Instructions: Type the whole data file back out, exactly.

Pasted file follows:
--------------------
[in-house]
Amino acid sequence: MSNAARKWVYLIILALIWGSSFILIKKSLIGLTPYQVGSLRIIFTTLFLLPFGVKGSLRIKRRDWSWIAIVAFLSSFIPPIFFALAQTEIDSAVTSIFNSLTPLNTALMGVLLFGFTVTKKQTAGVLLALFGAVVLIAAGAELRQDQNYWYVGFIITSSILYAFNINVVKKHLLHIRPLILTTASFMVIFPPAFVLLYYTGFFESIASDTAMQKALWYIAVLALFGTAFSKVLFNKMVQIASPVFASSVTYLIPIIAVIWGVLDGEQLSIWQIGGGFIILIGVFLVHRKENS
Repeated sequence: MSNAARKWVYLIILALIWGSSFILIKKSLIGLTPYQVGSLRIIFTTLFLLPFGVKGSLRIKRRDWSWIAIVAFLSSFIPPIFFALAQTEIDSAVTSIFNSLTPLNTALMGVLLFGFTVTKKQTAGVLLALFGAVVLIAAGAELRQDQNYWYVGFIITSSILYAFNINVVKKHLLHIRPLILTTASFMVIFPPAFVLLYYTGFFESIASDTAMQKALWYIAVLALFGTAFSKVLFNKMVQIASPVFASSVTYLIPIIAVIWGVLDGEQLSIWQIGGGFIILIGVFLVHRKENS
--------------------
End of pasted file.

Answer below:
[in-house]
Amino acid sequence: MSNAARKWVYLIILALIWGSSFILIKKSLIGLTPYQVGSLRIIFTTLFLLPFGVKGSLRIKRRDWSWIAIVAFLSSFIPPIFFALAQTEIDSAVTSIFNSLTPLNTALMGVLLFGFTVTKKQTAGVLLALFGAVVLIAAGAELRQDQNYWYVGFIITSSILYAFNINVVKKHLLHIRPLILTTASFMVIFPPAFVLLYYTGFFESIASDTAMQKALWYIAVLALFGTAFSKVLFNKMVQIASPVFASSVTYLIPIIAVIWGVLDGEQLSIWQIGGGFIILIGVFLVHRKENS
Repeated sequence: MSNAARKWVYLIILALIWGSSFILIKKSLIGLTPYQVGSLRIIFTTLFLLPFGVKGSLRIKRRDWSWIAIVAFLSSFIPPIFFALAQTEIDSAVTSIFNSLTPLNTALMGVLLFGFTVTKKQTAGVLLALFGAVVLIAAGAELRQDQNYWYVGFIITSSILYAFNINVVKKHLLHIRPLILTTASFMVIFPPAFVLLYYTGFFESIASDTAMQKALWYIAVLALFGTAFSKVLFNKMVQIASPVFASSVTYLIPIIAVIWGVLDGEQLSIWQIGGGFIILIGVFLVHRKENS